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By Stephanie van den Berg and Anthony Deutsch
THE HAGUE (Reuters) -United Nations war crimes judges on Tuesday upheld a genocide conviction and life sentence against former Bosnian Serb military commander Ratko Mladic, confirming his central role in Europe's worst atrocities since World War Two.
Mladic, 78, led Bosnian Serb forces during Bosnia's 1992-95 war. He was convicted in 2017 on charges of genocide, crimes against humanity and war crimes including terrorising the civilian population of the Bosnian capital Sarajevo during a 43-month siege, and the killing of more than 8,000 Muslim men and boys taken prisoner in the eastern town of Srebrenica in 1995.
"His name should be consigned to the list of history's most depraved and barbarous figures," chief tribunal prosecutor Serge Brammertz said after the verdict. He urged all officials in the ethnically divided region of former Yugoslavia to condemn the ex-general.
Mladic, who had contested both the guilty verdict and life sentence at his trial, wore a dress shirt and black suit and stood looking at the floor as the appeals judgment was read out in court in The Hague.
The appeals chamber "dismisses Mladic appeal in its entirety..., dismisses the prosecution's appeal in its entirety..., affirms the sentence of life imprisonment imposed on Mladic by the trial chamber," presiding judge Prisca Nyambe said.
The outcome caps 25 years of trials at the ad hoc International Criminal Tribunal for the Former Yugoslavia, which convicted 90 people. The ICTY is one of the predecessors of the International Criminal Court, the world's first permanent war crimes court, also seated in The Hague.
"I hope that with this Mladic judgment children in (Bosnia's Serb-run entity) Republika Srpska and children in Serbia who are living in lies will read this, " Munira Subasic, whose son and husband were killed by Serb forces that overran Srebrenica, said after the ruling, highlighting Serb genocide denial.
Many Serbs still regard Mladic as a hero, not a criminal.
Post-war Bosnian Serb leader Milorad Dodik, now chairing Bosnia's tripartite inter-ethnic presidency, denounced the verdict. "It's clear to us there is an attempt here to create a myth about genocide that never occurred," Dodik said.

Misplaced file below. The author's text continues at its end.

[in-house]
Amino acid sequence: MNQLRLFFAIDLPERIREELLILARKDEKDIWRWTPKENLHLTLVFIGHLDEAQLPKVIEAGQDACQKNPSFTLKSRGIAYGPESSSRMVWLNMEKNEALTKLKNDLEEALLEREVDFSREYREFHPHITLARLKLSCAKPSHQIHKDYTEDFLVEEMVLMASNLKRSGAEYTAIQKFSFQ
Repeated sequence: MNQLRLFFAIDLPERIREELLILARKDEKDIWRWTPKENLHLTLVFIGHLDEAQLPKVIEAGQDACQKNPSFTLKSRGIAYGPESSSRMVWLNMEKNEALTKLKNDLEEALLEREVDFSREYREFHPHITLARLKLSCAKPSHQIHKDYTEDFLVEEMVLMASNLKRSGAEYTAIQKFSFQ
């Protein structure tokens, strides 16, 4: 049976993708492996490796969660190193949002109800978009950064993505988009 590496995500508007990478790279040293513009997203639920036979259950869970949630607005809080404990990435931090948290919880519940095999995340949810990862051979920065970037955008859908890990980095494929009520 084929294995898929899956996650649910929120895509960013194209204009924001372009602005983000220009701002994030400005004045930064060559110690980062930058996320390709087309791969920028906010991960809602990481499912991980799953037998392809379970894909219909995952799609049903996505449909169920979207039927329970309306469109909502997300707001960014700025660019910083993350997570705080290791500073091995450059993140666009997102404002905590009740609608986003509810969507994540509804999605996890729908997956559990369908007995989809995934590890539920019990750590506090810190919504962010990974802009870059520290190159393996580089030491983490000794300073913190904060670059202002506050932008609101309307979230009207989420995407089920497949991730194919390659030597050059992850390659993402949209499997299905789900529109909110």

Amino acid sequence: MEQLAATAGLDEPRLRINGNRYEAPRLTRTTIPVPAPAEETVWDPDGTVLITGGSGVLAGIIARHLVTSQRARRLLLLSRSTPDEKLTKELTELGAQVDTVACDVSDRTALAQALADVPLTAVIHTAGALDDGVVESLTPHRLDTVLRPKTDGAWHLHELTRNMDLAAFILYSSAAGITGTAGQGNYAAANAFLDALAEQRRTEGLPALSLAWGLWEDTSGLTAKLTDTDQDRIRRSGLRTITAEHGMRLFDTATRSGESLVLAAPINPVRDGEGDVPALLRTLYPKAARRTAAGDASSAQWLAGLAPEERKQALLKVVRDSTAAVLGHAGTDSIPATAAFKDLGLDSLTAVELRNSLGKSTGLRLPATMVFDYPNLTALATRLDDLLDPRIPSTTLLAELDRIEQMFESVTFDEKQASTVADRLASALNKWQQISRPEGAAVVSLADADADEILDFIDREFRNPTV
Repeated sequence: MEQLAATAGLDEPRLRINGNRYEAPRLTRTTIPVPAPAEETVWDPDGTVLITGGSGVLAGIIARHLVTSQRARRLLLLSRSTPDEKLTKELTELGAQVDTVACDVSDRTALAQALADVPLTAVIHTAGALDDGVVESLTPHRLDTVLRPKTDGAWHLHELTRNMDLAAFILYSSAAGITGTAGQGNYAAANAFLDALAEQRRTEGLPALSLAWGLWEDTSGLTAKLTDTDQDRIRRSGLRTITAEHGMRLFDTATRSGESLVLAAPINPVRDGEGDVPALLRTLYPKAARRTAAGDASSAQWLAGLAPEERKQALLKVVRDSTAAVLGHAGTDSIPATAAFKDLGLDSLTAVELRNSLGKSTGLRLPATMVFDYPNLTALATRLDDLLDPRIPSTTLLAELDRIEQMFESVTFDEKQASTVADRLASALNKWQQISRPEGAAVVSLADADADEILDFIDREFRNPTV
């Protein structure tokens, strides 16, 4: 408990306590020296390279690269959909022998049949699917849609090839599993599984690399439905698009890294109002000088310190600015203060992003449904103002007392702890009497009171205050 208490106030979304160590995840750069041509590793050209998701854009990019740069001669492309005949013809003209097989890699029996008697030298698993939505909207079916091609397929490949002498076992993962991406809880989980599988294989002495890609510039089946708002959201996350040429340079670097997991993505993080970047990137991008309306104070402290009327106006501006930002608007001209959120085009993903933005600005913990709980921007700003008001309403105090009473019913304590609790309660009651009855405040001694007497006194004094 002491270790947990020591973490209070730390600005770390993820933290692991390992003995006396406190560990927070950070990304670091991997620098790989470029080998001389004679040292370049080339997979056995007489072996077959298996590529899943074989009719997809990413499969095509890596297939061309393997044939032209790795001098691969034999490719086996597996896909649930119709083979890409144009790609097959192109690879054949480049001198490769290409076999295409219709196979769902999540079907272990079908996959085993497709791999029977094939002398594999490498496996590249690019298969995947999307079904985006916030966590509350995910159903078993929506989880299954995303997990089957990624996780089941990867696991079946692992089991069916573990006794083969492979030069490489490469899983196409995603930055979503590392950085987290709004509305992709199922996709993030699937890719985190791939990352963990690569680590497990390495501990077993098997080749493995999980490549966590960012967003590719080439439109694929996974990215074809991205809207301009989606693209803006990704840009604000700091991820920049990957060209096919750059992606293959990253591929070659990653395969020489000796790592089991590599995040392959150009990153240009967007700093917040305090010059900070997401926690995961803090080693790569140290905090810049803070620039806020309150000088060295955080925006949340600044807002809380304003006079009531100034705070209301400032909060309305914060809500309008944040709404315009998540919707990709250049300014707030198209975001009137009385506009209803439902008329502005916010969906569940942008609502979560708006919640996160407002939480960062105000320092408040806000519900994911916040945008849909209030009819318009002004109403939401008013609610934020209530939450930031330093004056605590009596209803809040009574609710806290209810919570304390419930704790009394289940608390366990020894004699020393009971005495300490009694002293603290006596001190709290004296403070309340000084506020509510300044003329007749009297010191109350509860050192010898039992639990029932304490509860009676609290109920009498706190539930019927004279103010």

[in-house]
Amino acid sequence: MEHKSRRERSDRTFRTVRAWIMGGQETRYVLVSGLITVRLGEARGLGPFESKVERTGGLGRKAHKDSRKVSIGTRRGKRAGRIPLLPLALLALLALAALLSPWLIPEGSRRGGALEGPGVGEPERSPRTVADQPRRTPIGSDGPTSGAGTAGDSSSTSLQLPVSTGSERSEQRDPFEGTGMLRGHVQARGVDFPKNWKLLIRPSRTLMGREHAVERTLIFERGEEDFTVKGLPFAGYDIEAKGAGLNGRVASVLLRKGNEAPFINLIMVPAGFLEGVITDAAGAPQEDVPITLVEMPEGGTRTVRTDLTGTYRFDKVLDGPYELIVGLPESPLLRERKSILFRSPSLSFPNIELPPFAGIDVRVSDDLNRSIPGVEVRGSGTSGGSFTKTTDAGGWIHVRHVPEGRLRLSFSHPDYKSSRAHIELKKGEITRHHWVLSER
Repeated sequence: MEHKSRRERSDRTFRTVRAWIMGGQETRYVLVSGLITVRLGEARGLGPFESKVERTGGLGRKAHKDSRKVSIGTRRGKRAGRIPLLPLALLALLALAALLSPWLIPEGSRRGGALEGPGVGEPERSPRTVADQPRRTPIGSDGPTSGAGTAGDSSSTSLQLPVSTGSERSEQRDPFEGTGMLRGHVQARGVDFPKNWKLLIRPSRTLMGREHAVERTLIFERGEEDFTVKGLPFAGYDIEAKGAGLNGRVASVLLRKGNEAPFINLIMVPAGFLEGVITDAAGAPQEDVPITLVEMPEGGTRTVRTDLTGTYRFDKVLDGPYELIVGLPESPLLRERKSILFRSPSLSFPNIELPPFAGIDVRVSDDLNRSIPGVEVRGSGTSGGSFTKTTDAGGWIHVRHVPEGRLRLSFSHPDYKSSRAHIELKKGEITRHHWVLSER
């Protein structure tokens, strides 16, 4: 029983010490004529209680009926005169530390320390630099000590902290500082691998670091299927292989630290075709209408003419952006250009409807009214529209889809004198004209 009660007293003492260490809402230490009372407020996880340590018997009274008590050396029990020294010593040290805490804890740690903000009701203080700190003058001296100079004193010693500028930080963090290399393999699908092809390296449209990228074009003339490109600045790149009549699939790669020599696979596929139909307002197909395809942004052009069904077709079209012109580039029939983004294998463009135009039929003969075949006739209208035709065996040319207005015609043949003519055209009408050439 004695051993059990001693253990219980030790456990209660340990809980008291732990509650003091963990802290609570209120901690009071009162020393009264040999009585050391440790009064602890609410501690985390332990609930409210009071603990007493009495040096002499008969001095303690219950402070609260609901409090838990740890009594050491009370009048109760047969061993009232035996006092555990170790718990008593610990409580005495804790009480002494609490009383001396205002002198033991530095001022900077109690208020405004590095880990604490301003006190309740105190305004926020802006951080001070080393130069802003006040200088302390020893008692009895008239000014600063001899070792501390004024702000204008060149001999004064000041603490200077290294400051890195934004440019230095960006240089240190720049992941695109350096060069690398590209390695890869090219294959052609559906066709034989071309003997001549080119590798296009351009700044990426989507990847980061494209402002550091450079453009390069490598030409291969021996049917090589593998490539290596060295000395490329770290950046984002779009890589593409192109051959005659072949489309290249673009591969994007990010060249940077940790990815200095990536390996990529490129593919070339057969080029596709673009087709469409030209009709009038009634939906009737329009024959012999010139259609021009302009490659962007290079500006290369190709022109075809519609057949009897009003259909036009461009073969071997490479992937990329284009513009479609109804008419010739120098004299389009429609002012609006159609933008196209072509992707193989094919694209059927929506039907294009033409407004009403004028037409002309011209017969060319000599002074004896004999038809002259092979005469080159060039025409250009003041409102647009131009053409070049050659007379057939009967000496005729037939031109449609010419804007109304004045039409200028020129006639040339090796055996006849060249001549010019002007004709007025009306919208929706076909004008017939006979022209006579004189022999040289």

In Washington, the White House praised the work of the U.N. tribunals in bringing perpetrators of war crimes to justice.
"This historic judgment shows that those who commit horrific crimes will be held accountable. It also reinforces our shared resolve to prevent future atrocities from occurring anywhere in the world," it said in a statement.
The appeals judges said Mladic, who after his ICTY indictment was a fugitive for 16 years until his 2011 capture, would remain in custody in The Hague while arrangements were made for his transfer to a state where he will serve his sentence. It is not yet known which country will take him.
Lawyers for Mladic had argued that the former general could not be held responsible for possible crimes committed by his subordinates. They sought an acquittal or a retrial.
Prosecutors had asked the appeals panel to uphold Mladic's conviction and life sentence in full.
They also wanted him to be found guilty of an additional charge of genocide over a campaign of ethnic cleansing - a drive to expel Bosnian Muslims, Croats and other non-Serbs in order to carve out a Greater Serbia - in the early years of the war that included brutal detention camps that shocked the world.
That prosecution appeal was also dismissed. The 2017 verdict found that the ethnic cleansing campaign amounted to persecution - a crime against humanity - but not genocide.
United Nations human rights chief Michelle Bachelet said on Tuesday the final Mladic ruling meant the international justice system had held him to account.
"Mladic’s crimes were the abhorrent culmination of hatred stoked for political gain," Bachelet said in a statement.
The lower ICTY court ruled Mladic was part of "a criminal conspiracy" with Bosnian Serb political leaders. It also found he was in "direct contact" with then-Serbian President Slobodan Milosevic, who died in 2006 shortly before the verdict in his own ICTY trial for genocide and crimes against humanity.
Mladic was judged to have played a decisive role in some of the most gruesome crimes committed on European soil since the Nazi Holocaust of World War Two.
The tribunal determined that Mladic was pivotal in the Srebrenica slaughter - which occurred in a U.N.-designated "safe area" for civilians - since he controlled both the military and police units involved.
(Reporting by Stephanie van den Berg in The Hague and Anthony Deutsch in Amsterdam; additional reporting by Daria Sito-Sucic in Sarajevo, Fedja Grulovic in Banja Luka, Stephanie Nebehay in Geneva and Doina Chiacu in Washington; editing by Mark Heinrich)